The Boeing 757 was the highest-capacity and latest-designed narrowbody Boeing ever produced (and, in the case of the 757-300, the highest-capacity narrowbody anyone ever produced); it was also the only Boeing narrowbody lacking any form of manual-reversion capability for its flight controls in the event of a total hydraulic failure.
Now, I can sort of see why Boeing didn’t bother to give their widebodies manual-reversion capability (even if I don’t agree with their reasoning on that point), but the 757 is just a large narrowbody, and not even Boeing's largest; the 707 was even heavier (123,830 kg MTOW for the 757-300, versus 151,500 kg for the 707-320B/C), and it had full manual backups for its flight controls. Also, in the time since they decided to leave manual reversion out of the 757, they’ve grown the 737 to near-757 size, and yet haven’t had any trouble at all keeping its manual-reversion system working!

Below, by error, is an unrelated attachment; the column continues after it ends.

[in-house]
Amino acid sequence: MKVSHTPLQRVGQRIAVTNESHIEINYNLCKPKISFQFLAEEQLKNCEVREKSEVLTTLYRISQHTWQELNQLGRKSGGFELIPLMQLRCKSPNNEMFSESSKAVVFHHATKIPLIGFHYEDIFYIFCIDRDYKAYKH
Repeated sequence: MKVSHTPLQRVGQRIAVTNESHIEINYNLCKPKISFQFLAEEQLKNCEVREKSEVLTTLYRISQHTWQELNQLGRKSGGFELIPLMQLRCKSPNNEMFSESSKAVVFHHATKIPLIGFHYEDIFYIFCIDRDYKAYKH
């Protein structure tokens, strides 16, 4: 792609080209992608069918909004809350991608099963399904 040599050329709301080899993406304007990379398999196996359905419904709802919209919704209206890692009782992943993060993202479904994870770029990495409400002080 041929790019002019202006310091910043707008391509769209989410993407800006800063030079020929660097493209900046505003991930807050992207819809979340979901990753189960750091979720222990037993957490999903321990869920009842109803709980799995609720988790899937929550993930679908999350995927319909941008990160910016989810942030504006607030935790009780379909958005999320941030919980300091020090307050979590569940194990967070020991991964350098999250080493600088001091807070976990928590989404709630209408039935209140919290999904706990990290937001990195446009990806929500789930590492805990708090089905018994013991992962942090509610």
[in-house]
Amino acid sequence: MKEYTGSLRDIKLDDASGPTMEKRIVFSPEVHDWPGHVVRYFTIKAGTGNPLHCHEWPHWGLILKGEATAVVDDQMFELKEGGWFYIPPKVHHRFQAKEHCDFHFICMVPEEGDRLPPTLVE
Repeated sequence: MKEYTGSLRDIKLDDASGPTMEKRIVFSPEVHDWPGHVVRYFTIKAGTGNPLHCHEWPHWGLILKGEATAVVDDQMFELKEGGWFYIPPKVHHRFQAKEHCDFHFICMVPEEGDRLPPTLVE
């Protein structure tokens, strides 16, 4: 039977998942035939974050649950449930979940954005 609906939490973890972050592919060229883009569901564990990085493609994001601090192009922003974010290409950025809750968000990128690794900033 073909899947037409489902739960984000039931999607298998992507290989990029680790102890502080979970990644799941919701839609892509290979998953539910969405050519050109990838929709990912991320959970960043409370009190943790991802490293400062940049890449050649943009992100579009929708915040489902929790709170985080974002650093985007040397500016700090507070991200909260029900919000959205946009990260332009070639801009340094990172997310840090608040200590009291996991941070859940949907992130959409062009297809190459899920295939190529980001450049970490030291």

Besides, if our friends beyond the Iron Curtain could do it all the way back in the 1960s (MTOW 165,000 kg)...
The only reason I can see that would sort of make even a bit of sense (if you scrunch up your eyes and look at it in a certain very-specific sort of way) would be if they left it out in order to avoid introducing excessive differences between the piloting skills required for the 757 and those required for the (widebody, and, thus, reversion-free) 767, and thereby possibly jeopardising the common type rating pilots can obtain for the two - but how can operational convenience possibly justify skimping on safety?
Why did Boeing leave manual-reversion capability out of the 757?